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Desperately Seeking Yvonne

In search of a cow in Germany

Elisabeth Lang  Aug 16, 2011

GERMANY (eTN) - Germany has never been known as a country of cowboys, but it is now searching for a very clever cow named Yvonne, who has become a most popular tourist attraction.

Cow detectives, hunters, and police are taking time to find Yvonne. The six-year-old, Austrian-born cow, Yvonne, was sold to a German farmer in Bavaria in Aschau in order for her to put on some more kilos and turn into a steak. Just before being loaded on a truck, Yvonne the cow, freed herself and disappared into the forest, and that was 3 month ago. Since then, Yvonne has been roaming free in the Bavarian forest.

She was spotted by police when crossing the road, which is when she became a dangerous cow. Officials say she poses a danger to traffic, and hunters have permission to shoot her.

In the meantime, the Salzburg Gut Aiderbichl Animal Sanctuary has bought the cow. Yvonne now has her own PR department, and televison teams and newspapers have arrived at Gut Aiderbichl to capture the news as it unfolds.

At night, the activists have been using an infrared camera to search for the dairy cow, who has been laying low during the day and grazing at night, like a deer.

Normally, cows live in herds, and one has never been know to turn into a deer by hiding in the woods.

A spokeswoman from Gut Aiderbichl said that there is still no news and no signs of Yvonne. Activists are still searching for the invisible cow, and a 14-day random shooting random has been set out. But so far nobody has been able follow this clever cow that runs fast - up to 45 km an hour - back into the woods and thick forest.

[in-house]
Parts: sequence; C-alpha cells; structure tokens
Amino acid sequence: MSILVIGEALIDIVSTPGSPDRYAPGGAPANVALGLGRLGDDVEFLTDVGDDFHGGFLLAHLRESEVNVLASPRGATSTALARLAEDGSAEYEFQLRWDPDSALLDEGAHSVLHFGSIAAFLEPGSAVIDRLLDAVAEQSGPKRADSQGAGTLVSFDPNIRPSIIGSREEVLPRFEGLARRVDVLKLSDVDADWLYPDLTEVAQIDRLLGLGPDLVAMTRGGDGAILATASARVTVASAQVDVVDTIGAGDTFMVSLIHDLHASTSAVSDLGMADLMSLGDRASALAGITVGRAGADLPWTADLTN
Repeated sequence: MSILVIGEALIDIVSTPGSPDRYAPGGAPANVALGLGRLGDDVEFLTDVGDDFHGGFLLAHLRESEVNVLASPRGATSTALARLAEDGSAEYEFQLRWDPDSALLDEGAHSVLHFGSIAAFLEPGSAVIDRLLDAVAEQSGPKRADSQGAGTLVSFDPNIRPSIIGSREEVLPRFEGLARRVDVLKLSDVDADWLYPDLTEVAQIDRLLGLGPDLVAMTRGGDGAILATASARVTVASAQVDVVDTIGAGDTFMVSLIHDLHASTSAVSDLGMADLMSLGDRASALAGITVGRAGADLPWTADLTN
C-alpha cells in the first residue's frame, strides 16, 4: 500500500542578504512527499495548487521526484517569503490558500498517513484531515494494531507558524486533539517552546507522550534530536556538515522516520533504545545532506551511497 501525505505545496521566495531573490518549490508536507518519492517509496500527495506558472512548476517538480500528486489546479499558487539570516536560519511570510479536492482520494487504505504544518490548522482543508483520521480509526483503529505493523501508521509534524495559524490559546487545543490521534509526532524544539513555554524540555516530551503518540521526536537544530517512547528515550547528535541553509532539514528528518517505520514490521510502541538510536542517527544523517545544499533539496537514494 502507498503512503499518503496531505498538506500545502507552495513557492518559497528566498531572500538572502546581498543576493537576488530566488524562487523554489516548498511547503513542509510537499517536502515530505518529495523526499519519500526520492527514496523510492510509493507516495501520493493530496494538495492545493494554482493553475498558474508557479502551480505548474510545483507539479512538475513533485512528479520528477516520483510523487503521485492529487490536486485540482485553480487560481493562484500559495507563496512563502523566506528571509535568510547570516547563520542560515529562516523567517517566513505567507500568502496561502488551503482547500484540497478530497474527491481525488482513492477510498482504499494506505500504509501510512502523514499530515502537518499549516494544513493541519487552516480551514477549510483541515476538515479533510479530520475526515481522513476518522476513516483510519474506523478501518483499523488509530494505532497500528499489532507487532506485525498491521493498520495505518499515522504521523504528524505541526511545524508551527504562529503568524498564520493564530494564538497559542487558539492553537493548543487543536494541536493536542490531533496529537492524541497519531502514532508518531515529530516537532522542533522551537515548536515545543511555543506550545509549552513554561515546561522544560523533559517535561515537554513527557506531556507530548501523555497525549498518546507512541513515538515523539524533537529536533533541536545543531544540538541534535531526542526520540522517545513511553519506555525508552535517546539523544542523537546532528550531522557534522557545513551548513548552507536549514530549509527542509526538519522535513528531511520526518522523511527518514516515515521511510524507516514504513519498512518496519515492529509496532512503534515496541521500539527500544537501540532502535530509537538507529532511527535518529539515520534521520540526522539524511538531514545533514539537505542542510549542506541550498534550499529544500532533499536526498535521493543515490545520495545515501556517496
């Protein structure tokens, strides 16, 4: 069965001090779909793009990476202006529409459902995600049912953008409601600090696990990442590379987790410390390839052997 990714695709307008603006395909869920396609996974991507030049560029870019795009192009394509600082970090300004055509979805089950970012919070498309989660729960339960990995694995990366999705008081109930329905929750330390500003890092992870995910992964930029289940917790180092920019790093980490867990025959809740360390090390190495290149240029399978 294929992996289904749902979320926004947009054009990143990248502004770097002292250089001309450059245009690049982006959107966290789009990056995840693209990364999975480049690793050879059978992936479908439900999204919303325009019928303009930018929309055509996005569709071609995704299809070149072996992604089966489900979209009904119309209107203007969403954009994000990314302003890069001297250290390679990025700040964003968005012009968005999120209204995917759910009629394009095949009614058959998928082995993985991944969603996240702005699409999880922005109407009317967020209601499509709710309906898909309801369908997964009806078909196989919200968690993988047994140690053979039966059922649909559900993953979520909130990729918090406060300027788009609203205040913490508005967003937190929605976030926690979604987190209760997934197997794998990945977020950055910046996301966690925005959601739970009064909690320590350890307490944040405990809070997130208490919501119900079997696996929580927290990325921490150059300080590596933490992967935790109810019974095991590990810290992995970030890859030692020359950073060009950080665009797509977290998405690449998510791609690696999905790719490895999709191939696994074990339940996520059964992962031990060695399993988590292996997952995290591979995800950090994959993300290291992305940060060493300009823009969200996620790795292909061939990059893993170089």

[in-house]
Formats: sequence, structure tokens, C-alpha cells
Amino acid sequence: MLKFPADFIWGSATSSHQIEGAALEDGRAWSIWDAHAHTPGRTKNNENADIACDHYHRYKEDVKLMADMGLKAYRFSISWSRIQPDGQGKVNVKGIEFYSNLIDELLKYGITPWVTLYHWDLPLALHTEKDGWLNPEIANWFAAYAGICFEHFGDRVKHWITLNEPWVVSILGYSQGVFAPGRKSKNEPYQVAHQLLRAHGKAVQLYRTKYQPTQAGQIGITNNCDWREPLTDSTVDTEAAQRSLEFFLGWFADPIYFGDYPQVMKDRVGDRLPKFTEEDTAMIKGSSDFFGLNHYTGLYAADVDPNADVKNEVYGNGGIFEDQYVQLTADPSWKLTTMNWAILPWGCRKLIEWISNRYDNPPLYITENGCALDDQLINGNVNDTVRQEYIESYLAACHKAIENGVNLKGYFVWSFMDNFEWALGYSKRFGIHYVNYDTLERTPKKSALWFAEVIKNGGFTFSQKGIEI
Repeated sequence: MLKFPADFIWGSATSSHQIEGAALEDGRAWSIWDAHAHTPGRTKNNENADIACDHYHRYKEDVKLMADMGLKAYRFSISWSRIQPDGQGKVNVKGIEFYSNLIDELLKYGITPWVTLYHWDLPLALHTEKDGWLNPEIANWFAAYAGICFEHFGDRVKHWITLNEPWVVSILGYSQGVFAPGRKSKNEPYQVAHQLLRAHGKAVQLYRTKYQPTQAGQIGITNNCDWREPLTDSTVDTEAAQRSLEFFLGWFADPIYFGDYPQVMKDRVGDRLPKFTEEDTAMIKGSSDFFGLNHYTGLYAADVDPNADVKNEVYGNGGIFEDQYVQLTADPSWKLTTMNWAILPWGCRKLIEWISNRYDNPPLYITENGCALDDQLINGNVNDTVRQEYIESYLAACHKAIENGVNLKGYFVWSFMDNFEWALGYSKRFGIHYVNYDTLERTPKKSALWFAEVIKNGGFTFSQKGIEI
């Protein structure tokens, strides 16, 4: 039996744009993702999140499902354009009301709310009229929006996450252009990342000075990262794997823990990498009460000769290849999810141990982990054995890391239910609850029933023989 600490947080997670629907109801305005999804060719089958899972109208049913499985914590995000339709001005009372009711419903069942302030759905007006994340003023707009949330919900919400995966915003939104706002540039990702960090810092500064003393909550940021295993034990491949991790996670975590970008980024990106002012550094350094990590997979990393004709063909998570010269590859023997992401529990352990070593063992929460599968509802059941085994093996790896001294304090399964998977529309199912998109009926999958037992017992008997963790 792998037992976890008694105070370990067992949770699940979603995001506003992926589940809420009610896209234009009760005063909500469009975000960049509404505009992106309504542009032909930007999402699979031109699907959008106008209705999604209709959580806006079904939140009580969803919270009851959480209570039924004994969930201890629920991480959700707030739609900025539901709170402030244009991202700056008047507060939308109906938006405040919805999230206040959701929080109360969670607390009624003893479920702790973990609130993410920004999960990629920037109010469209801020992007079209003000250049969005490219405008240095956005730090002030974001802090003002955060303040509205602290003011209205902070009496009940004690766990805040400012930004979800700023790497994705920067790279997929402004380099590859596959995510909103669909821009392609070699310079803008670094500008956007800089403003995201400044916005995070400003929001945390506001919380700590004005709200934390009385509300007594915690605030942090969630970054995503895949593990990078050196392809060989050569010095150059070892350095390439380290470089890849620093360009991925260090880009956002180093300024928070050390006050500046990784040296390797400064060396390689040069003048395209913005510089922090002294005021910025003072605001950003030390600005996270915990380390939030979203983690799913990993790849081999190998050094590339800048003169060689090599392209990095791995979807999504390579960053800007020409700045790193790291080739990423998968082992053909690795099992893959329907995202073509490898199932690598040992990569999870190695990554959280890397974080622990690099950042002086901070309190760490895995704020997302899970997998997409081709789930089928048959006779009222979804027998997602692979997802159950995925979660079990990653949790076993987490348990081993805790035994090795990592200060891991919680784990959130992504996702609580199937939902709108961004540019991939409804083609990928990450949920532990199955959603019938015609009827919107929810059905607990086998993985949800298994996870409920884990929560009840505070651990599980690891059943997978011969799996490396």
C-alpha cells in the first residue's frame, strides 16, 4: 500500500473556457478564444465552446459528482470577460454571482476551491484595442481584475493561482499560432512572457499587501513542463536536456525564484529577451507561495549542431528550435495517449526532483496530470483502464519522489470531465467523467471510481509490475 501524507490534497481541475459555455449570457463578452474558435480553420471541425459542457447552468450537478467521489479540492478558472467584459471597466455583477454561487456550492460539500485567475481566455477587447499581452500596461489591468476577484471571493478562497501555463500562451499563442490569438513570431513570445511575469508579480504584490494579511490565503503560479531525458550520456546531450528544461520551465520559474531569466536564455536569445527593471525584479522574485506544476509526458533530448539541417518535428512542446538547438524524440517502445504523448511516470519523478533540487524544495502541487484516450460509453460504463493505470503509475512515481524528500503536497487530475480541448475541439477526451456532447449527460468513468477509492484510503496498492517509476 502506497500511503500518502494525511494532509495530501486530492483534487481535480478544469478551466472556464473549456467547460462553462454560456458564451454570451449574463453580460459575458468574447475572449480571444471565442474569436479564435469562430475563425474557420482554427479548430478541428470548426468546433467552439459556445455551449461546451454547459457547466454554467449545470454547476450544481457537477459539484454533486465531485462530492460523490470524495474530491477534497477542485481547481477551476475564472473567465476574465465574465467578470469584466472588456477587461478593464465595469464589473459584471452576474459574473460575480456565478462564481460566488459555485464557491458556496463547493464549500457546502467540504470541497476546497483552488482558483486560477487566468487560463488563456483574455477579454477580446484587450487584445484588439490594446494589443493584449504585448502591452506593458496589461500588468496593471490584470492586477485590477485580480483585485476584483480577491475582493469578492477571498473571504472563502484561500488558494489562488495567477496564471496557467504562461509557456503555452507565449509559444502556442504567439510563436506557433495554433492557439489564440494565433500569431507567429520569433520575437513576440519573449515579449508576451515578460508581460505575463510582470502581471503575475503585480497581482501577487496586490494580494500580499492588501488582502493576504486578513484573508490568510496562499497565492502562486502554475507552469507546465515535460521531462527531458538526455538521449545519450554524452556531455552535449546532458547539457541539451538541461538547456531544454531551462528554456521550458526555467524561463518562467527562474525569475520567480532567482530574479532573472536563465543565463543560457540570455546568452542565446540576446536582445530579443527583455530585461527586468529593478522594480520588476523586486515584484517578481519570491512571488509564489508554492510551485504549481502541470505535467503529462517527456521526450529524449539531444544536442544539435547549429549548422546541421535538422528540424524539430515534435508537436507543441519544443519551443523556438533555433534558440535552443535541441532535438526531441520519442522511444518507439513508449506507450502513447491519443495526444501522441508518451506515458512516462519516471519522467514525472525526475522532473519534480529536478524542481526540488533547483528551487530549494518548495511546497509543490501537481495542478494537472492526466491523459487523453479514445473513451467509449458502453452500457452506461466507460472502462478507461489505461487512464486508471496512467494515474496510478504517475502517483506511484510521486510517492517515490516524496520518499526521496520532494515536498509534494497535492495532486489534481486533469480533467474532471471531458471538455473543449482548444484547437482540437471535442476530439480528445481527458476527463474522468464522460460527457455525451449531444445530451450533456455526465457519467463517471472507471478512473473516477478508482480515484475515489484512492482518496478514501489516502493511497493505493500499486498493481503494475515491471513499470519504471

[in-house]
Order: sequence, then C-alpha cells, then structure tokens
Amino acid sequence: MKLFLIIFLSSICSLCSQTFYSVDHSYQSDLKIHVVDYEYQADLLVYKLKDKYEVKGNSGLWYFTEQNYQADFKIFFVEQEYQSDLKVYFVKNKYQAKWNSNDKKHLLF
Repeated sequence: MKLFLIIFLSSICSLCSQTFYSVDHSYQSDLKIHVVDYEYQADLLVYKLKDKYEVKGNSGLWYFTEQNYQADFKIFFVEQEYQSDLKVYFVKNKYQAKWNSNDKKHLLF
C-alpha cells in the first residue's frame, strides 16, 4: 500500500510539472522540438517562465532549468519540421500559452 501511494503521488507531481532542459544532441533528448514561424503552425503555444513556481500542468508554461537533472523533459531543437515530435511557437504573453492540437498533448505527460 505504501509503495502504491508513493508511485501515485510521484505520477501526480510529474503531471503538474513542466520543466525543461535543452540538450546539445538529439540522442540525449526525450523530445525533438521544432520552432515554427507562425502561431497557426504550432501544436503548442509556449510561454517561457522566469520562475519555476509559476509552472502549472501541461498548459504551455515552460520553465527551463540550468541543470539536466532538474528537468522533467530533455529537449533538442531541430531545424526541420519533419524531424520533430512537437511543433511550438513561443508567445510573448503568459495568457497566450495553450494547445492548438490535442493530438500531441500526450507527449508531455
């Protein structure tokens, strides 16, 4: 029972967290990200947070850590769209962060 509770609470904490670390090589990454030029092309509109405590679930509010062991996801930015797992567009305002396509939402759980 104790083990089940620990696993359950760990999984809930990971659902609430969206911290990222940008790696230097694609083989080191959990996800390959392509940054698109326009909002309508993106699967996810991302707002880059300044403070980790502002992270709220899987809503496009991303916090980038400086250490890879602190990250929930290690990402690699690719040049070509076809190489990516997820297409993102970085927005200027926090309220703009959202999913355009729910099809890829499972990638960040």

In the meantime, the believed dead son of Yvonne the cow has been traced, bought, and brought to Gut Aiderbichl.

After an attempt to bring castrated breeding bull Ernst onto scene, which did not entice her at all, her old girl friend, Waltraud, was brought along. Gut Aiderbichl believes that she will certainly be thrilled to meet up with her beloved son in the near future.

While Yvonne supporters are hoping for a happy ending to this story of a runaway cow, she is also in danger of facing a hunter's bullet.

These problems do not occur in Switzerland where happy cows are now on holiday high up in the Alps. For Germany, perhaps cow leasing is the solution. This is a concept that was developed nearly thirty years ago by Helga and Willy Wyler.

In this concept, hobby cowboys can choose their most favorite milk cow on the Internet, where various business models are availible. A full lease over the 3 summer months is available at 380 Swiss Francs, and a part-time lease may be had for 200 Swiss Francs.

The person who leases the cow receives instructions on the duties and responsibilties while in the Alps. S/he must help on pastures for at least 4 hours, clean the barn and pathways, remove weeds, clear stones, and trim hedges. For work not rendered, a charge of 20 CHF is made.

Included in the contract is a certificate of the cow in a picture frame, as well as a guided tour through the Alps for a first get-together with the cow. Here, it may very well be the case that a long hike up the Alps must first be made before a new cow leaser may gaze into the cute brown eyes of their favorite ruminant.

“Cow rights” and the leasing contract also regulates “cheese rights.”
At least 20 kilos must be accepted by the leaser. After all, that is the whole point of the undertaking.

In autumm, half of the the cheese produced by the leaser's personal cow is handed over to the leaser, and the other half goes to the dairy farmer. Depending on the cow, this may well be 140 kilos of execellent Swiss Cheese. But 5 kilos are all that is allowed for import to Germany, so the remaining 65 kilos may be shared or directly stored with the dairy farmer.

“Cow leasers” are coming from all over. Entire families travel from Berlin, Hamburg, and different countries to spend their holiday with their own cow up in the Swiss Alps nearby Brienz, (Interlaken). Some of them are visiting “their own cow” even in the winter, when they go skiing.

During the summer, the barn is rented out for functions and events, where one may throw a party, while the cows are on holiday up in the mountains.

In search of a cow in Germany
Photo © E. Lang

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